But the one item I won that was all the rage among my peers was a 45 rpm record player.
Actually when I stood in front of the entire elementary school audience in the gymnasium, on the stage used for school plays, and accepted my prize, I really felt that I had cheated, winning this prize. After selling so many tickets to the "Bean Supper" to raise money for gymnasium equipment, my Dad had made the comment, "The only reason she won is because our family is so huge." I had looked at all my friends differently, wondering how many people they had in their family, and thinking, it probably wasn't a fair contest. My Aunts and all my cousins and some of our neighbors bought tickets. Most of them came and ate beans and cornbread too. I sold so many tickets that I couldn't remember who all had promised to come, but it was a grand night and I still remember shaking in the knees and sweaty hands accepting my award.
It was in a portable suitcase type container, I could carry it anywhere I went, which was pretty much to Grandma's on Friday night or the neighbors for an overnight stay when my parents were going to be out late. But we had a few records that were gifts, and this was the beginning of my 2 sisters and I holding talent shows in our bedroom, lip-syncing to the music. Every 45 we owned was played hundreds of times.
Ah, grand memories.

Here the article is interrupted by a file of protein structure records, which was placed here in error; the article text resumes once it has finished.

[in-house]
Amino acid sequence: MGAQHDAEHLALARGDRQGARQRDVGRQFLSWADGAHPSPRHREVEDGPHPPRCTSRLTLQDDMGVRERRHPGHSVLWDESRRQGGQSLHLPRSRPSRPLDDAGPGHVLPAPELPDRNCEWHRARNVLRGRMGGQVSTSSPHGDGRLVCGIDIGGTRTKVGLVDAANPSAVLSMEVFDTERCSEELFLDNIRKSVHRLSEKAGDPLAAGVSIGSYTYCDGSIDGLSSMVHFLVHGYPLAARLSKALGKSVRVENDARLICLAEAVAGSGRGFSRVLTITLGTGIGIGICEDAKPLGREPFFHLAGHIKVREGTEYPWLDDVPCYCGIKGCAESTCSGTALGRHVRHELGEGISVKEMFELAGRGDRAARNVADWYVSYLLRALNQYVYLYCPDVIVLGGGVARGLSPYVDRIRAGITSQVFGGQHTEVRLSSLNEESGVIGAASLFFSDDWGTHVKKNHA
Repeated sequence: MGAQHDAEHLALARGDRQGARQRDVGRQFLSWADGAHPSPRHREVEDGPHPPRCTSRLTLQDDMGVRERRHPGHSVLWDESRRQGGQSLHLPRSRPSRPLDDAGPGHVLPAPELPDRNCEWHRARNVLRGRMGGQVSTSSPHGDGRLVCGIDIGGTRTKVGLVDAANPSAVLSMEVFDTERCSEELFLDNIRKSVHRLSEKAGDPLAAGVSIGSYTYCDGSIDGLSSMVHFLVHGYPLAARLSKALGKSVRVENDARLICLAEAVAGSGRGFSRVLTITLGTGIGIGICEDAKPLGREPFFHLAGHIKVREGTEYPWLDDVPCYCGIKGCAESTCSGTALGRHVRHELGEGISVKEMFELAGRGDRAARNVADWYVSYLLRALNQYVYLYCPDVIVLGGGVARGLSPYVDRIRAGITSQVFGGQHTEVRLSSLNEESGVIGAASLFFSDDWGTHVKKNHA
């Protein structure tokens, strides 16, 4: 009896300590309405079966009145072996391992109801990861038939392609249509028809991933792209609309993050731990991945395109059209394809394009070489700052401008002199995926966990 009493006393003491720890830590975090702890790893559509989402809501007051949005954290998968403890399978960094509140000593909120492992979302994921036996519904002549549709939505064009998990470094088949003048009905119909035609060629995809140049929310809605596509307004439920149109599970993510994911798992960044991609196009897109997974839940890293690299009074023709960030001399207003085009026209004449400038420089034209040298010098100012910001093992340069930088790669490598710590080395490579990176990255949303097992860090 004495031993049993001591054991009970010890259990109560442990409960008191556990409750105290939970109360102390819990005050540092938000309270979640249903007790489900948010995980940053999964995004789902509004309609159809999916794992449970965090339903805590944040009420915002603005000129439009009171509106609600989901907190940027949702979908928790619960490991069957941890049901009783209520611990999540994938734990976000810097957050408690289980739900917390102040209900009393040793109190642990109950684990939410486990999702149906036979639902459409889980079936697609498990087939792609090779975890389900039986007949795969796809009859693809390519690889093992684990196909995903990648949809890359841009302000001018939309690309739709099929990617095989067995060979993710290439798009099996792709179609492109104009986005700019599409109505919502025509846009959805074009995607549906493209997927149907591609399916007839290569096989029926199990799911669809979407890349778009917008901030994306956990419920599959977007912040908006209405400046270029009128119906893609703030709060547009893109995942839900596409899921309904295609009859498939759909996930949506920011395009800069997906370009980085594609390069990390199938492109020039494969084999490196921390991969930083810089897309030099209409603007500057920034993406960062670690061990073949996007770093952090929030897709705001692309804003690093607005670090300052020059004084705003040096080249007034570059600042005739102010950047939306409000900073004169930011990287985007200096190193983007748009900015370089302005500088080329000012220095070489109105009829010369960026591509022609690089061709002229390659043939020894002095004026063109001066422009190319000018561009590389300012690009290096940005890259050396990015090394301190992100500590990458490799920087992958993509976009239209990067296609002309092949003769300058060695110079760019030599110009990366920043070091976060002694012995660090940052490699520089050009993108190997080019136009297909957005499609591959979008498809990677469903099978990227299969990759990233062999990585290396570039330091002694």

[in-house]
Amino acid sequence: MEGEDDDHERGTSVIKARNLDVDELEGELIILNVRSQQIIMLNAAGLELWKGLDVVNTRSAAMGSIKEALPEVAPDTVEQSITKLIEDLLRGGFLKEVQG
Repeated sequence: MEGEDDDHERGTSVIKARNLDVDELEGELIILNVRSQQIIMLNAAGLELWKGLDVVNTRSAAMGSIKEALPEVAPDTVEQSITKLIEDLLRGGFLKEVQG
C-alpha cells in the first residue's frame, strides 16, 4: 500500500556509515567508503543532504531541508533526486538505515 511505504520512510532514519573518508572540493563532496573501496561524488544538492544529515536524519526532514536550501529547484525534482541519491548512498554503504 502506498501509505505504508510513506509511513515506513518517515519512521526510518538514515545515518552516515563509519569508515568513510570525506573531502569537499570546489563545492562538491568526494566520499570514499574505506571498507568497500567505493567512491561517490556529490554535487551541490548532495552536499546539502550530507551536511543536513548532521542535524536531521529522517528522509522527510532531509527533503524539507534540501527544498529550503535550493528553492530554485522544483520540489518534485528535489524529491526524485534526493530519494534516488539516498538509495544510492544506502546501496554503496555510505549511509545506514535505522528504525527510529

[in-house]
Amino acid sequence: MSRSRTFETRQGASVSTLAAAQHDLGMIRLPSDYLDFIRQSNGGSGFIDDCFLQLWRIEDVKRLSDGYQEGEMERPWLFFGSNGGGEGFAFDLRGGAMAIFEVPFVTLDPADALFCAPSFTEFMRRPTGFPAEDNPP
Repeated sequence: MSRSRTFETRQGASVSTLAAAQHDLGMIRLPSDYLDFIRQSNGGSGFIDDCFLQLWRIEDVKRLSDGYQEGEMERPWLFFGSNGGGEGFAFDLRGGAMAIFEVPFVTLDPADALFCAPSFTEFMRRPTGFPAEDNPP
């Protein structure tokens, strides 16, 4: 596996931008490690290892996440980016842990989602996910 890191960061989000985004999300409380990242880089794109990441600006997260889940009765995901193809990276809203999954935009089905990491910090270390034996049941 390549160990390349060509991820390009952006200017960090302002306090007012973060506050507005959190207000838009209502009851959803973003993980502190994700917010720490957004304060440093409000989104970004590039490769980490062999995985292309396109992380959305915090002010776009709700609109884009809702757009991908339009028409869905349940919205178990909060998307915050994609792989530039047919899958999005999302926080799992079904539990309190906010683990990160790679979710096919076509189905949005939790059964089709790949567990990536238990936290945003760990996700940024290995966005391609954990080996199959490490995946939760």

How many movies I saw on Saturdays as a chilld can't be counted.
I got 25c a week for an allowance once I was 8. At 10 I was babysitting earning 40-50c an hour. The matinee at the movies cost 15c.
The candy was 5c and so was the sodas.
The entertainment between the news reels and the movie was worth every penny spent. There were movie monitors who walked the aisles with flashlights, making sure kids weren't trashing the place, and keeping the noise level under control. The curtains would close after the news reels and the lights would slowly come on, there would be some hustling noises behind the curtain, it would slowly open and right in front of us, big as life would be circus clowns, or a ventriloquist or a magician set up, or simply the aisle monitors setting up a contest.
If you won the competitions you could get free popcorn and a Coca-Cola right then. Sometimes the popcorn maker would be on the stage and everyone would get free popcorn. Sometimes there was a huge treasure chest and we'd all file up there single file of course, and pick out a prize for nothing of our own doing other than showing up. Intermission was definitely the best part of the movies.
The other thing I remember is the news reels. They all kind of run together in my head now, but they featured the rebuilding of nations after World War II. They often started very patriotic, showing the ticker tape parades of the returning soldiers. This was nearly 8 years after the war ended and they were still showing bomb shelter plans for family homes, news reels of current events, that I couldn't care less about, but I think they made me smarter in Social Studies in school. A ton of friends from the neighborhood and our elementary school walked to the theater on Saturdays, so it was a reunion between Friday and Monday. Wow, I had no idea what great memories we were making at the time.
Super Bowl 2012 INDIANAPOLIS - Legacy Project
An effort to improve Indianapolis East Side - I'm so thrilled.
Did you ever own model trains? - We have a "train room."
Model trains were a favorite in the 1950s
Would a 9 year old survive or enjoy being in this room?